The Republican presidential debate in Orlando was sponsored by Google, but it was Gov. Rick Perry who was searching. The frontrunner's answers meandered. When fielding a hypothetical question about terrorists getting nukes in Pakistan, his response ribboned out like he was reading the first search results to come up. Even when he read his attack lines on rival Mitt Romney from the notes on his lectern, it was muddy. This was Perry's third debate this campaign; with each successive one, his performance gets worse.
The race between the Republican frontrunners has been between electability and authenticity. "Paint Creek" Perry is one of you—he prays, he speaks plainly, he's from a small town in Texas—and Moneybags Mitt ain't. Romney's pitch: He can beat President Obama, whereas Perry is too reckless. At the debate, Perry not only failed to make the case about Romney's essential phoniness, he turned the weapon on himself (Perry-kiri?), creating several self-inflicted wounds to the heart of his authenticity pitch.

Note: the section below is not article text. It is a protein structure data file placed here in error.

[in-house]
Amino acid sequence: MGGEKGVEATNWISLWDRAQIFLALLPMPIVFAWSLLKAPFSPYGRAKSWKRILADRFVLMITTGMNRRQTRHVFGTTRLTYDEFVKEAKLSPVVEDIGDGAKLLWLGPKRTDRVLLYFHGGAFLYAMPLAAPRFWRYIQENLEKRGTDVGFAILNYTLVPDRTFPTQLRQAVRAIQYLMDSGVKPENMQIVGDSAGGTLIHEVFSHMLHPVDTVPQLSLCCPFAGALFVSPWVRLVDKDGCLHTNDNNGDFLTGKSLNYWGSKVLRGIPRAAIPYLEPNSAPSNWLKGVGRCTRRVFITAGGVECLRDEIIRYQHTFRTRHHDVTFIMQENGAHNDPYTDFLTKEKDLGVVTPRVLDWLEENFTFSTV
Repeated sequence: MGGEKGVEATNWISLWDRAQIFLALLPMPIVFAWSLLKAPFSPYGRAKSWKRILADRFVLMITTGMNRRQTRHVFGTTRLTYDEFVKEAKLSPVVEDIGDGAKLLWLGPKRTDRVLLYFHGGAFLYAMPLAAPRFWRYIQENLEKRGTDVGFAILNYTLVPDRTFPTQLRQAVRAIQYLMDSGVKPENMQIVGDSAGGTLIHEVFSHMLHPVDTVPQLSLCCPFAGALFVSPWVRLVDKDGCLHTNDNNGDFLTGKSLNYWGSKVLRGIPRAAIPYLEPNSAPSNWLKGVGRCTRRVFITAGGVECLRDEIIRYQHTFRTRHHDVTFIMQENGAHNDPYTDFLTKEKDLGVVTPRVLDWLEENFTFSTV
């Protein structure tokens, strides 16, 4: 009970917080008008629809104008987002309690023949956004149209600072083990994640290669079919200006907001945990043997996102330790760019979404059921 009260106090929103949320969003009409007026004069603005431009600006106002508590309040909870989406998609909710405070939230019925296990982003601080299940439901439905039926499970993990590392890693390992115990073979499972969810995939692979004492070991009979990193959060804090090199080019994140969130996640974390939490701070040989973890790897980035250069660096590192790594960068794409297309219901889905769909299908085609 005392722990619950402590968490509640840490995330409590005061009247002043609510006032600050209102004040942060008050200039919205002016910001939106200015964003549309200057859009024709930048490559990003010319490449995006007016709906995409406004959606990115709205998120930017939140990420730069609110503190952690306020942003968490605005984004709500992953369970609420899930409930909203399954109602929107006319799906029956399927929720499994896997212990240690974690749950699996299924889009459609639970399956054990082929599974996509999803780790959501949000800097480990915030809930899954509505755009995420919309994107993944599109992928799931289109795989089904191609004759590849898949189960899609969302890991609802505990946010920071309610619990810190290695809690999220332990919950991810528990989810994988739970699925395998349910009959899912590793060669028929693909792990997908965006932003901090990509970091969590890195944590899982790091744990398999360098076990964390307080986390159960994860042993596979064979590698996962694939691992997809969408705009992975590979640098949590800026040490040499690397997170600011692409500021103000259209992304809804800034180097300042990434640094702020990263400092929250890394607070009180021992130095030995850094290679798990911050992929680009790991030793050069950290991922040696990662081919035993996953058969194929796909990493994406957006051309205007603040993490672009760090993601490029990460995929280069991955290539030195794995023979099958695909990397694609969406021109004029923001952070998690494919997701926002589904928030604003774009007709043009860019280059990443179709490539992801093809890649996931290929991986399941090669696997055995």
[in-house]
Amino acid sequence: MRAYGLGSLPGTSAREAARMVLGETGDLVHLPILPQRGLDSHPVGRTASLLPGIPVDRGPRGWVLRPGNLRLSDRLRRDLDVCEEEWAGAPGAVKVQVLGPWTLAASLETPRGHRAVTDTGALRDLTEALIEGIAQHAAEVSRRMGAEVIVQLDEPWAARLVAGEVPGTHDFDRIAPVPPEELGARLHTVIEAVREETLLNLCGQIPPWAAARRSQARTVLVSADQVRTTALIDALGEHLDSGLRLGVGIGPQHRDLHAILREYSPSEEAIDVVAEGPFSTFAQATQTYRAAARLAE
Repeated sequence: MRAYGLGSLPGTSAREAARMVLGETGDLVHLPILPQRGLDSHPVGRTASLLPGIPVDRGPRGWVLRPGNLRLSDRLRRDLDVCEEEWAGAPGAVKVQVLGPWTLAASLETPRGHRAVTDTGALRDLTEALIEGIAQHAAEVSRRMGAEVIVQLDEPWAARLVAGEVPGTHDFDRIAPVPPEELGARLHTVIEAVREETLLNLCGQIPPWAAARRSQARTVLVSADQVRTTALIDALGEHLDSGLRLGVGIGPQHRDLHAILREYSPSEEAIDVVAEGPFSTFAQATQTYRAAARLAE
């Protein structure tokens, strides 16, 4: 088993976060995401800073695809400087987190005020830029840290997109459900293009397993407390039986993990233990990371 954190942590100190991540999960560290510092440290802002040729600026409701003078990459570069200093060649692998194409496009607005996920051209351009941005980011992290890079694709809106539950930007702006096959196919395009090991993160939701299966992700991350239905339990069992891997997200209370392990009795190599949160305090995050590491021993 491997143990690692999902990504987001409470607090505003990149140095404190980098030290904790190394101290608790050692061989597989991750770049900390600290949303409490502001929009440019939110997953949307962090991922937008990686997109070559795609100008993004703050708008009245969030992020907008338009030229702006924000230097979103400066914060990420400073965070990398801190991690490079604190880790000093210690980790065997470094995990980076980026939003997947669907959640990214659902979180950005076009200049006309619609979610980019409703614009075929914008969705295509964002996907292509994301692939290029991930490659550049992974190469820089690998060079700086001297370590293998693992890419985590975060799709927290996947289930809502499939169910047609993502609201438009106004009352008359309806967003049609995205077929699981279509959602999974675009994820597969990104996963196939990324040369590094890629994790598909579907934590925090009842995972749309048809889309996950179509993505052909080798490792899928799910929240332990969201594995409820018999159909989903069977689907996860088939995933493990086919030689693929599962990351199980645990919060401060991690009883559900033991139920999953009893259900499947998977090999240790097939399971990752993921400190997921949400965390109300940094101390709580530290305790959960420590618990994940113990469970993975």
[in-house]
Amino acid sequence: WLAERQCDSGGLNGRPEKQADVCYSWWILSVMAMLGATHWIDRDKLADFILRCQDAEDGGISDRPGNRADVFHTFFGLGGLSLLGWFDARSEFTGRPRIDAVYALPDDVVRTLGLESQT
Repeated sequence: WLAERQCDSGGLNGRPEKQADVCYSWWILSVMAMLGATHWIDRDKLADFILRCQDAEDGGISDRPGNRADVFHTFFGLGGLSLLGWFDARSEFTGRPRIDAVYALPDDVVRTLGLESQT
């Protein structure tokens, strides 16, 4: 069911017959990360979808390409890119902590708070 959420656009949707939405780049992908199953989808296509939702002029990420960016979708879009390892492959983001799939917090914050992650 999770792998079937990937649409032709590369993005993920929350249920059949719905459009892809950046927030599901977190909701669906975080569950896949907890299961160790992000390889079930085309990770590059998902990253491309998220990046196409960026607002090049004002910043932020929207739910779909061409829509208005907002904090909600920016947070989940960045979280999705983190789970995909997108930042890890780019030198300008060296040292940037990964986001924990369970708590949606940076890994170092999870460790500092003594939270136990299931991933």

The first wound came at the start. Romney and Perry got into a pushy book club debate, pointing to what the other had or had not written in their books and what lines each was pretending they'd never written at all. Romney continued his assault on Perry's plan for letting the states run Social Security. Perry said he'd never suggested that for the larger Social Security system, but merely for state employees. This isn't so. He was talking about the larger program not just in his book, but also since the book was published and since this campaign started.
Perry has made his comments on Social Security a symbol of how candid and authentic he is. At the last debate, he ducked the question of returning the retirement program to the states. For this debate, he constructed a diversion—a net reduction in honesty from his previous (less than straightforward) position. "There's a Rick Perry out there that's saying the federal government shouldn't be in the pension business," Romney said. "You better find that Rick Perry and get him to stop saying that."